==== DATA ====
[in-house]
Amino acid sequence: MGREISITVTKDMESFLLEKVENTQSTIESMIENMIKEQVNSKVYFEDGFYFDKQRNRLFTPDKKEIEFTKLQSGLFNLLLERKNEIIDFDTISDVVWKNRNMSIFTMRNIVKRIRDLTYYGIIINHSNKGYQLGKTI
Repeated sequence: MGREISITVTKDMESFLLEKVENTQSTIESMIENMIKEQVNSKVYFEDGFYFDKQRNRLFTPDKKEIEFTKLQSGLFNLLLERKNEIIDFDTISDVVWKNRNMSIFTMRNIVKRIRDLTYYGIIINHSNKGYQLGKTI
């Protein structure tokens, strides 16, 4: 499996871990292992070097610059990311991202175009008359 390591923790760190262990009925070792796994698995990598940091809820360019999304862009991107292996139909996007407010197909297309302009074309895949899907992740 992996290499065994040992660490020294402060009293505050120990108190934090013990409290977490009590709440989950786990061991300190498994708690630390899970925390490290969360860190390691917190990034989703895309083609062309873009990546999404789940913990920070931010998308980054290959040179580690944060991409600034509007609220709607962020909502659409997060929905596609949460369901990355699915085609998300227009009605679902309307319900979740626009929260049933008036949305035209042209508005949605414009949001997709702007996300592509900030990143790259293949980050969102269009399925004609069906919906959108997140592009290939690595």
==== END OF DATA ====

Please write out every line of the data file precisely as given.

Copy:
[in-house]
Amino acid sequence: MGREISITVTKDMESFLLEKVENTQSTIESMIENMIKEQVNSKVYFEDGFYFDKQRNRLFTPDKKEIEFTKLQSGLFNLLLERKNEIIDFDTISDVVWKNRNMSIFTMRNIVKRIRDLTYYGIIINHSNKGYQLGKTI
Repeated sequence: MGREISITVTKDMESFLLEKVENTQSTIESMIENMIKEQVNSKVYFEDGFYFDKQRNRLFTPDKKEIEFTKLQSGLFNLLLERKNEIIDFDTISDVVWKNRNMSIFTMRNIVKRIRDLTYYGIIINHSNKGYQLGKTI
């Protein structure tokens, strides 16, 4: 499996871990292992070097610059990311991202175009008359 390591923790760190262990009925070792796994698995990598940091809820360019999304862009991107292996139909996007407010197909297309302009074309895949899907992740 992996290499065994040992660490020294402060009293505050120990108190934090013990409290977490009590709440989950786990061991300190498994708690630390899970925390490290969360860190390691917190990034989703895309083609062309873009990546999404789940913990920070931010998308980054290959040179580690944060991409600034509007609220709607962020909502659409997060929905596609949460369901990355699915085609998300227009009605679902309307319900979740626009929260049933008036949305035209042209508005949605414009949001997709702007996300592509900030990143790259293949980050969102269009399925004609069906919906959108997140592009290939690595």